Now, the error with this software is that I spent a good 2-3 days working with it, testing it, adding information, just to get familiar with it. (and I do mean 2-3 days. Lots of time. Lots of entering data, lots of establishing workflow and projects and actions.) Then I used it for a week or two off-and-on, seeing if it really fit into my lifestyle. In the end, I decided it didn’t accomplish enough to warrant $100, and let it expire while I was on vacation last week.

Here’s where the problem comes in, I tried to open it today, knowing that the trial was expired, but hoping to get my information out of it, and no dice. You either have to enter a license or close the application. No chance to “retrieve” the information you put in during the trial. This is a fatal flaw.

If you ask someone to really test out your product, and do everything it takes to attempt to work it into your workflow, then suddenly to cut off the ties and not give a chance to at least view the information entered… that’s a problem. I’m fine with the expired trial not allowing me to edit the information in anyway, but I’ve invested a lot of time to see if it actually worked. With a product like this you can’t really test it if you’re only kind of using it. You have to commit for a few days and really gauge workflow. If it helps, then you buy, if it doesn’t, then you don’t. But to lock me out of my data just because 30 days have gone by, is a fatal flaw.

Now, this is also where the iPhone application problems come in. There’s no way to test an iPhone application. No way to see if a game is fun or not, no way to see if it absolutely sucks or not. Twitterific for the iPhone is a perfect example. If I had paid for that, going on what I assumed would be a decent product based on all the hype, I’d have been pissed. Using Twitterific for the iPhone is the equivilant of riding a skateboard with three wheels. It’s slow, painful, unresponsive, and buggy. If I had paid, I’d be pissed. Luckily, it was free, and I’m gonna forgive it while never using it again. But there needs to be a way to test drive these $10-20 applications before purchasing to make sure they do what they say they’ll do. At the moment, the only way I can see that happening is putting an additional, functionally limited app into the iTunes store and reminding people that the full version is for sale with features unlocked. Clunky indeed.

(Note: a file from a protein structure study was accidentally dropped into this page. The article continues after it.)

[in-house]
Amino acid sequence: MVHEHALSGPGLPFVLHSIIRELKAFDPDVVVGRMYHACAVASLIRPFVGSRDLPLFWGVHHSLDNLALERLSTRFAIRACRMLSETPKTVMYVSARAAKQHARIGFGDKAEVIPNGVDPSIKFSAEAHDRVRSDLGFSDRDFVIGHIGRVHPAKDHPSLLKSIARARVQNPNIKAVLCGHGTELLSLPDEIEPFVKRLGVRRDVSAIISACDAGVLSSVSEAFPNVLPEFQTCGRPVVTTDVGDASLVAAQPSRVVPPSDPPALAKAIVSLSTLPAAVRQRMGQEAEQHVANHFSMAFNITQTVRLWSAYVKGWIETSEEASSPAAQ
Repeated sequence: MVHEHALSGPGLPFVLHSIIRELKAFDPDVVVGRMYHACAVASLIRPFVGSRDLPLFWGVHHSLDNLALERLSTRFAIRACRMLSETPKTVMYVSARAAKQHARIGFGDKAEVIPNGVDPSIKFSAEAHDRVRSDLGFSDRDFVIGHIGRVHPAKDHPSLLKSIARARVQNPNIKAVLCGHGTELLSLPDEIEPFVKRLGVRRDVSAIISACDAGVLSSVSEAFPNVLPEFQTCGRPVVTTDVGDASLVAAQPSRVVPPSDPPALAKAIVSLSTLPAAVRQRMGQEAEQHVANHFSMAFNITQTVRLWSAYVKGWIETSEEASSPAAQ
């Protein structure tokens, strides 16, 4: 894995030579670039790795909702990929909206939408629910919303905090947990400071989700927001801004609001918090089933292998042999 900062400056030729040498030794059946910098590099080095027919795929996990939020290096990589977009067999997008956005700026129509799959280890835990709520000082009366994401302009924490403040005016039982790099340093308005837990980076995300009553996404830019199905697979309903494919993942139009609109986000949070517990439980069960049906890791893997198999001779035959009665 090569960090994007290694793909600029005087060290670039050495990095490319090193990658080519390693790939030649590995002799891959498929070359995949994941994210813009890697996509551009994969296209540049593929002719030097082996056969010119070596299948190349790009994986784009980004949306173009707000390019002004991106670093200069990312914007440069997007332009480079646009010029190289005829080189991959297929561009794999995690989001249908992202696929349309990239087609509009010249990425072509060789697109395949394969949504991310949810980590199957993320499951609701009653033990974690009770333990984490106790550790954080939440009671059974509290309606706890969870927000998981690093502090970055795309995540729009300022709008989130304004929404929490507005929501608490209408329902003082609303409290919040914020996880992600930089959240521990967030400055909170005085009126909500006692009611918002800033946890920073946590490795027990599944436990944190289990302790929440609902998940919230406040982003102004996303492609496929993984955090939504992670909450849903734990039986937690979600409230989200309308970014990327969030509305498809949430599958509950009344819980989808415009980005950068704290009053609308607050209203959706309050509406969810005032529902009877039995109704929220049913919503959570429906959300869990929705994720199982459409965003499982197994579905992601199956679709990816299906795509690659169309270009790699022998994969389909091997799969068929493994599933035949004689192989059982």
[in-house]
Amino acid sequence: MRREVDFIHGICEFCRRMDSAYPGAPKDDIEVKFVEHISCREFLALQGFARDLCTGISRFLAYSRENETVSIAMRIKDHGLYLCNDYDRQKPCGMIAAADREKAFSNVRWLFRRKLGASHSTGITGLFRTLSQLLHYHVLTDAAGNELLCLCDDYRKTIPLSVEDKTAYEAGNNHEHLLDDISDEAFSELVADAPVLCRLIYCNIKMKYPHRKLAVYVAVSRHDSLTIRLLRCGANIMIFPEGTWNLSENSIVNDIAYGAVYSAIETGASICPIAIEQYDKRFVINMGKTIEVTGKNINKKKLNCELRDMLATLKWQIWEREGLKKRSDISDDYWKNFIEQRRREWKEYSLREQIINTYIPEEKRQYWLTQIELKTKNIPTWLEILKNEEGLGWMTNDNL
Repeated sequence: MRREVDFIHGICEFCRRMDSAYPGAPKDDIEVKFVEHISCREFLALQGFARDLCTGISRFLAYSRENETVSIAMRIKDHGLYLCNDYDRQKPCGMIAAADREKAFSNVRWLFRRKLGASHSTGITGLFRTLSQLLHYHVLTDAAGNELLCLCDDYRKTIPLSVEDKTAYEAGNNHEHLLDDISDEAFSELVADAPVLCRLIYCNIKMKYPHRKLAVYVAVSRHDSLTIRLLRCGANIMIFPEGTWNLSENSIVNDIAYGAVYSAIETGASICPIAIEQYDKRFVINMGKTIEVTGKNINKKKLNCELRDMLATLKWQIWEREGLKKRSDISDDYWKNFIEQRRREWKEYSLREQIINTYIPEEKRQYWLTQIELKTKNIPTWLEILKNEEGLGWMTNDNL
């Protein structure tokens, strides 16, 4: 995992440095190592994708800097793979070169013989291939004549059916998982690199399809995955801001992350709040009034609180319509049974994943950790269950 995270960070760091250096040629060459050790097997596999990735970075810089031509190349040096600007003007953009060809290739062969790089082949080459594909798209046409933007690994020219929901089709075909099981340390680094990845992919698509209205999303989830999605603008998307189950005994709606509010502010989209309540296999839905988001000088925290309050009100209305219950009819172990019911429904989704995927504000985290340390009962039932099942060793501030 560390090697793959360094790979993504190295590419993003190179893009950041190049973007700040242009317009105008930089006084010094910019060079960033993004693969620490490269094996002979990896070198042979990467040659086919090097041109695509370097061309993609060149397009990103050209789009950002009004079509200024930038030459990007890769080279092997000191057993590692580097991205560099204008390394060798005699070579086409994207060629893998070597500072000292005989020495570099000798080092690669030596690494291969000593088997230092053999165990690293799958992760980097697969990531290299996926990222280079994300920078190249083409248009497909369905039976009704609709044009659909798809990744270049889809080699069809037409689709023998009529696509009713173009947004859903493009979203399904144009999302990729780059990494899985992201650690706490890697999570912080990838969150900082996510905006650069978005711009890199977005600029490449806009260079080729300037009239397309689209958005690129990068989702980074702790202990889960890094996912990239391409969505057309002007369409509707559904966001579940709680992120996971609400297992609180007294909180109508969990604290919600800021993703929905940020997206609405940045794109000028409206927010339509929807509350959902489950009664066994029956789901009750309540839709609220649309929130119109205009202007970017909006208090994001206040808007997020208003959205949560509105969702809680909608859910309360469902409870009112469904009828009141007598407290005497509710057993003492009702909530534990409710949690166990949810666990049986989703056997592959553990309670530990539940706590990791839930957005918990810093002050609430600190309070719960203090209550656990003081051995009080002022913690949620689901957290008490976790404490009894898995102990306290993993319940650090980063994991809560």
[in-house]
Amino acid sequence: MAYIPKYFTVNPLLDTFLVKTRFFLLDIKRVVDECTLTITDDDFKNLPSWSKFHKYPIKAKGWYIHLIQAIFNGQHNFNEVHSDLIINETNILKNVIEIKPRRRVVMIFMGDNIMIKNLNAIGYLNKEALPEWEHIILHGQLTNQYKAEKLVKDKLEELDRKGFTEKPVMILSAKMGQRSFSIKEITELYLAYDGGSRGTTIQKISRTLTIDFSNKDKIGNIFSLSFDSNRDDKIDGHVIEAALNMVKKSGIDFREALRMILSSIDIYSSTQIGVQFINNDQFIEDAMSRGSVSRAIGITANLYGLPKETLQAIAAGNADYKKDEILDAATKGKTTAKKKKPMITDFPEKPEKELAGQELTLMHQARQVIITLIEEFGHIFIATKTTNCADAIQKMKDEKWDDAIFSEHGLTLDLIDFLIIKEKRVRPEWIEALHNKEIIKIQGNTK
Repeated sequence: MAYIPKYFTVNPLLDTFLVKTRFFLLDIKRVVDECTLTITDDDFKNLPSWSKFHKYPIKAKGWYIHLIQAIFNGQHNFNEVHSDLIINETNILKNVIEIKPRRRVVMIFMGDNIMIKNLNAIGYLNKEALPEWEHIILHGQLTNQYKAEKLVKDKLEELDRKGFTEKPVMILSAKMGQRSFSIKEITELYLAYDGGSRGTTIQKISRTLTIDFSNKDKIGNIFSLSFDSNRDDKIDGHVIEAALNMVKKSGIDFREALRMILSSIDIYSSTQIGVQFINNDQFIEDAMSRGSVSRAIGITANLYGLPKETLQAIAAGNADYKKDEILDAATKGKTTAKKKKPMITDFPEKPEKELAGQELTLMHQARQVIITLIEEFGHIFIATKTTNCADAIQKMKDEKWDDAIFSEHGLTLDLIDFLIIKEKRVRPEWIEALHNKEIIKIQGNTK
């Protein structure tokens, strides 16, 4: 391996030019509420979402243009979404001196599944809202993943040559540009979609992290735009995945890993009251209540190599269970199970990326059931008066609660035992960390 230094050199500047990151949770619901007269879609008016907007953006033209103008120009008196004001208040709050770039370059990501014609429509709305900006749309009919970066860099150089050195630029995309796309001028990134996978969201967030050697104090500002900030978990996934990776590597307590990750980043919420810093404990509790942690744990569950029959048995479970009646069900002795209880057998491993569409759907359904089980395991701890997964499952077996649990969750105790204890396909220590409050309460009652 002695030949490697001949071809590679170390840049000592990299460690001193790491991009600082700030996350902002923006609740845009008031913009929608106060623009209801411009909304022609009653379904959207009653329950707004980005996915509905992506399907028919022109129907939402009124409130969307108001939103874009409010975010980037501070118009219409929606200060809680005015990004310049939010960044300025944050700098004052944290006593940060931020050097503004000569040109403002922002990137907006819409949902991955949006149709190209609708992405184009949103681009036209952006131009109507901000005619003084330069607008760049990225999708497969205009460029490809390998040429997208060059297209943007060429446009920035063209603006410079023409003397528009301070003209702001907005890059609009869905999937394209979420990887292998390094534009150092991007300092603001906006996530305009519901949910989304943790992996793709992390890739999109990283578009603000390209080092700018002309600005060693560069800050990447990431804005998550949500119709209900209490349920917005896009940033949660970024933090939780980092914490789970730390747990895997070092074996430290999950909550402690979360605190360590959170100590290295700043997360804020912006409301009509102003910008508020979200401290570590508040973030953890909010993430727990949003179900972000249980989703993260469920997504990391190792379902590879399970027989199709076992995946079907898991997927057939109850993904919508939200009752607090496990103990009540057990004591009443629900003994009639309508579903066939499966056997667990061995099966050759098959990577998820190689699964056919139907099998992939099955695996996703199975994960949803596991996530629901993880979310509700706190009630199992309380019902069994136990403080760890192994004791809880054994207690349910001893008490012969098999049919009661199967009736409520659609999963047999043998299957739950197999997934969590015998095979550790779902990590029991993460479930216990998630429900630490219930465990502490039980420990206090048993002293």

I’m anxious to see how this plays out in the long run, as only being two days into the store, I can see flaws that hopefully can be rectified. Otherwise, they’re deal breakers that could cost the developers a lot of money, especially as more and more crappy software makes its way onto the store which will diminish the faith of the buying public to buy on spec alone.

MobileMe out and pretty astounding

www.tuaw.com has a 23-image walkthrough of the new service, and I have to say, the one thing that stood out was how unimpressed I was. I was looking at the pictures thinking to myself, “Yeah, so what. That looks like the applications I use.” Then I remember: THIS IS A WEBSITE!

Going through the images, I completely forgot that this was a website, the look and feel, the drop downs, the user-interface in general, it is so close to being a desktop application, that I just totally forgot that it wasn’t… That’s amazing.

I’m not sure if it’s a toolset that I really need or not, but I’ll be looking into it more and may be buying .mac for the first time, now that it’s no longer .mac but MobileMe.

And for the record, I hate the name.

See the whole walkthrough here.